Patti LaBelle once told Rolling Stone she "cook[s]...better than [she] sing[s]" and while that might be up for debate, her sweet potato pie does make a pretty good case in support of her bold statement. Her classic recipe got an upgrade in her 2017 cookbook, Desserts LaBelle: Soulful Sweets to Sing About ($13), and we're sharing all the details here. Make sure to cook those yams in the microwave and go for it with her homemade dough, it's worth the extra effort.
[S]weet potato pie is in my blood. Any and every sweet potato pie I make is compared to the OG: Chubby’s version, which was also the inspiration behind my dear friend Norma’s recipe. (It’s in my first cookbook, LaBelle Cuisine. If you don’t have the book, last time I checked the recipe was also online.) Why I can’t leave a good thing alone, I don’t know. This is my current rendition, which starts with Chubby’s pie and throws in some new tricks, too. If you have been boiling sweet potatoes for your pie, try the microwave method here. It is a lot quicker.
*If you forgot to chill the shortening beforehand, do not panic. Just put the shortening, cut up into tablespoon-sized chunks, on a plate or piece of aluminum foil, and stick it in the freezer. It will be properly chilled in about 15 minutes. (I know some pie-making fanatics who keep their shortening in the refrigerator so it’s always cold and ready for making pie dough, but I’m not sure that’s a good idea. Sometimes, the shortening will absorb moisture from the refrigerator’s humidity, and it’s hard to gauge how much water to add to the dough.)
**Why evaporated milk? Even if a farmhouse didn’t have a refrigerator, country folks usually had canned evaporated milk in the kitchen cupboard. This ingredient is rich and sweet because the excess water has been removed (evapo- rated) before canning.
- For the pie dough (makes one 9-inch pie crust):
1 1⁄2 cups unbleached all-purpose flour
1⁄2 teaspoon salt
1⁄2 cup chilled butter-flavored vegetable shortening*
1⁄2 cup ice water, as needed
- For the filling:
2 1⁄2 pounds orange-fleshed sweet potatoes (yams), about 5 medium, scrubbed but unpeeled
1⁄2 cup (1 stick) unsalted butter, melted
1 cup granulated sugar
1⁄2 cup evaporated milk**
2 large eggs
1 teaspoon freshly grated or ground nutmeg
1 teaspoon ground cinnamon
1⁄4 teaspoon salt
- For the whipped cream:
1 cup heavy cream
2 tablespoons confectioners’ sugar
1 teaspoon vanilla extract
- Sift the flour and salt into a medium bowl. Add the shortening. Using a pastry blender or two knives (drawing them apart in a crisscross pattern), cut the shortening into the flour until the mixture resembles coarse crumbs with a few pea-size bits.
- Stirring with a fork, gradually add enough of the water for the mixture to clump together (you may not need all of the water). When you press the dough together, it should be moist and malleable, without cracking, so add a bit more water if need be. Gather up the dough and press it into a thick disk. Wrap in plastic wrap or waxed paper and refrigerate for 30 minutes to 1 hour. The dough is easiest to roll out if it is chilled but not hard. (The dough can be refrigerated for up to 1 day. If the dough is chilled until it is very firm, let it stand at room temperature for about 10 minutes to soften slightly before rolling it out.)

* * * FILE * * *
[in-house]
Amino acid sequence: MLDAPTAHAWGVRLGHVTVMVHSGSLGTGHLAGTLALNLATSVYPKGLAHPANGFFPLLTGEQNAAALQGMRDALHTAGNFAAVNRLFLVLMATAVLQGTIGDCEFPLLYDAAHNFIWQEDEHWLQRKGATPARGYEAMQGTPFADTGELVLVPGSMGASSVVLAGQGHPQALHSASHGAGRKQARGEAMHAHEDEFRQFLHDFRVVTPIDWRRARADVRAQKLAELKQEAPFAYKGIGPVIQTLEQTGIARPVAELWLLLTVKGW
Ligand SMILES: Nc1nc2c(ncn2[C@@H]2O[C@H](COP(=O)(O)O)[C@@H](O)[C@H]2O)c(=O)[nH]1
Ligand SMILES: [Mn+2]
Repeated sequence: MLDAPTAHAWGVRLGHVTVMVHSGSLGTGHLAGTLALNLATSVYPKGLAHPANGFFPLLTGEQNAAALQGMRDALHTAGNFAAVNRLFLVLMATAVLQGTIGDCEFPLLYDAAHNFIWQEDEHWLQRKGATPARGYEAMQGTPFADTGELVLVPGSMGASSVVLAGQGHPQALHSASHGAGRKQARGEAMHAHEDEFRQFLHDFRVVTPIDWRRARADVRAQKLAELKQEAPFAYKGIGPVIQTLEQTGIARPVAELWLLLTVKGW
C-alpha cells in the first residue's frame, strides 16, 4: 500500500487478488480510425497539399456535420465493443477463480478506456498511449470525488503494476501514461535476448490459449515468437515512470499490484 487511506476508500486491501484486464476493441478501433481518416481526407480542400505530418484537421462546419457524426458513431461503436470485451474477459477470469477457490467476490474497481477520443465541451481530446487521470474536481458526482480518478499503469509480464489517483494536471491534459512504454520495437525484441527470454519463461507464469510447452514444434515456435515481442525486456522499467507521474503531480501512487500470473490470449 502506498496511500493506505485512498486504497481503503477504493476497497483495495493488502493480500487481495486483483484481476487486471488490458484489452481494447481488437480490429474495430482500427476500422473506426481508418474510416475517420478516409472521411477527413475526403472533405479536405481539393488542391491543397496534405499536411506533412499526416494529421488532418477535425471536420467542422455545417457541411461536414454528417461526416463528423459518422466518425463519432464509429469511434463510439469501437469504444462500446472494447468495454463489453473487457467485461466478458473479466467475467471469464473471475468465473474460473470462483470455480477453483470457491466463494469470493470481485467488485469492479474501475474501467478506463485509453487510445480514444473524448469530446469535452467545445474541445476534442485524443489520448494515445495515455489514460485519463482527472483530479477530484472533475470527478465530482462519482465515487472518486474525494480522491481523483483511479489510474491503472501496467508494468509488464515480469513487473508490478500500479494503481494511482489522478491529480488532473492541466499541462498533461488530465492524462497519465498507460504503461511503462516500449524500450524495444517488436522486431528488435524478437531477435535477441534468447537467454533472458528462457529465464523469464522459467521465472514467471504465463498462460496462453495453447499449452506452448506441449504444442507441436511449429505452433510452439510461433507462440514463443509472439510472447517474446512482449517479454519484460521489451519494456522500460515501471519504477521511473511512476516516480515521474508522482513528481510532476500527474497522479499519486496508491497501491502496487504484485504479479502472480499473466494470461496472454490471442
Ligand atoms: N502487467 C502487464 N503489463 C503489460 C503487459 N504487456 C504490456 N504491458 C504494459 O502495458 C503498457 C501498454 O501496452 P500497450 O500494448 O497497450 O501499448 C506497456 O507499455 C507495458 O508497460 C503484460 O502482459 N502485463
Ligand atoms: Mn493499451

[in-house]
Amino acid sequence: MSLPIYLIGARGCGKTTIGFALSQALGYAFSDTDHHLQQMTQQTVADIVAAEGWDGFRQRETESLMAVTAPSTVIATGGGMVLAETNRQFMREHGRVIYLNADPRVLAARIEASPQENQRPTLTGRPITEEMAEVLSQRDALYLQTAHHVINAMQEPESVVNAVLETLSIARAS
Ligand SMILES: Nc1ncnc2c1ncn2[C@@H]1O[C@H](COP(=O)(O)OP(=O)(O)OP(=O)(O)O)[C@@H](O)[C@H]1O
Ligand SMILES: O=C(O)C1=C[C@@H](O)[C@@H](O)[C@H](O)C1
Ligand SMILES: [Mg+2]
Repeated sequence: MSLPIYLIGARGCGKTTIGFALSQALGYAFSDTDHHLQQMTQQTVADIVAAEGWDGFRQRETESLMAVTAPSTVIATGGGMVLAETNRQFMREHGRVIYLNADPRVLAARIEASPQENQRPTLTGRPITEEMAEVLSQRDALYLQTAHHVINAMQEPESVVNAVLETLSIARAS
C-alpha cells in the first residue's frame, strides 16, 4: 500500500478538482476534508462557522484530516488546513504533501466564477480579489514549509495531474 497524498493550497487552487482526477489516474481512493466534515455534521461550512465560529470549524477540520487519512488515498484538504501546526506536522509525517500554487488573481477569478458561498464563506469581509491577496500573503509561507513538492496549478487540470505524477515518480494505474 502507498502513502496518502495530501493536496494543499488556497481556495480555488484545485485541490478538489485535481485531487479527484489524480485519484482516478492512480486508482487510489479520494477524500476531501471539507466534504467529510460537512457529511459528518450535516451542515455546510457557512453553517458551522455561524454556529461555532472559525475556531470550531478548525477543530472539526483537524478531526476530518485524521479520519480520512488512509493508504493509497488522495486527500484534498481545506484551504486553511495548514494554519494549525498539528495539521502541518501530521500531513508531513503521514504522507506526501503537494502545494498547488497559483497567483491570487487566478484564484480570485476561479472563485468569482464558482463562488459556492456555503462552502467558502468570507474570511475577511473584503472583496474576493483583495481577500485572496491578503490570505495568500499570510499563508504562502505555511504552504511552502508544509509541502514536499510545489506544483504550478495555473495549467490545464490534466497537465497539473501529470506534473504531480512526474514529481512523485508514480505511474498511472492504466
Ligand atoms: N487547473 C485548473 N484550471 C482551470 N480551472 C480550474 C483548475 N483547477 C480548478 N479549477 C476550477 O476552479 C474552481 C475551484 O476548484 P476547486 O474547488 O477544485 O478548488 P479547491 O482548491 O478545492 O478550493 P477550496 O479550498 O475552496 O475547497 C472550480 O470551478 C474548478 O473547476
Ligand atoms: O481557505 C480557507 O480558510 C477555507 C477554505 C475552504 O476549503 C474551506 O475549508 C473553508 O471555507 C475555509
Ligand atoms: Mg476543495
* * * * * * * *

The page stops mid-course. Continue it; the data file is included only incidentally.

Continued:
- Unwrap the dough and place it on a lightly floured work surface. Sprinkle some flour over the top of the dough. Roll out the dough into a 12- to 13-inch round about 1/8 inch thick. Fit into a 9-inch pie pan. Trim the excess dough to make a 1/2-inch overhang around the edge of the pan. Fold the dough over so the edge of the fold is flush with the edge of the pan. Flute the edge of the dough. Pierce the bottom of the dough about a dozen times with a fork. Freeze the dough for 20 to 30 minutes.
- Position a rack in the bottom third of the oven and preheat the oven to 375°F. Line the inside of the pie crust with aluminum foil. Fill the foil with pie weights, dried beans, or uncooked rice. Place the pan on a rimmed baking sheet.
- Bake until the exposed dough looks set and is beginning to brown, 12 to 15 minutes. Lift up and remove the foil with the weights. Continue baking the pie crust until it looks dry on the bottom, about 10 minutes more. (If the pie crust puffs, pierce the crust with a fork.) Transfer to a wire cake rack.
- Meanwhile, make the filling. Pierce each sweet potato a few times with the tines of a fork. Place them, in a spoke pattern, on the turntable of a microwave oven. Cook on high (100%), turning the sweet potatoes over after 4 minutes, until they are tender, 8 to 10 minutes total. Let cool for a few minutes.
- If necessary, return the oven temperature to 375°F. Using a kitchen towel to protect your hands, split each sweet potato and use a spoon to scrape the flesh into a medium bowl. Mash the sweet potatoes; you should have about 2 cups. Using an electric mixer set on medium speed, beat in the melted butter. Add the sugar, evaporated milk, eggs, nutmeg, cinnamon, and salt and beat on low speed just until the sugar is dissolved. Spread the filling evenly in the pie shell. Place the pie on a baking sheet.
- Bake for 15 minutes. Reduce the oven temperature to 350°F. Continue baking until the filling is set and does not jiggle when the pie is gently shaken, about 30 minutes more. Transfer the pie to the wire rack and let cool completely. (The pie can be covered with plastic wrap and refrigerated for up to 1 day. Let stand at room temperature for 1 hour before serving.)
- Freeze a medium bowl until it is chilled, about 5 minutes. Add the cream, confectioners’ sugar, and vanilla. Whip with an electric mixer on high speed until the cream forms soft peaks. (The cream can be covered and refrigerated for up to 1 day. If it separates, whisk until thickened.)
- Slice the pie and top each serving with a dollop of whipped cream.
- Desserts, Pies/Tarts
- North American
- Makes 8 servings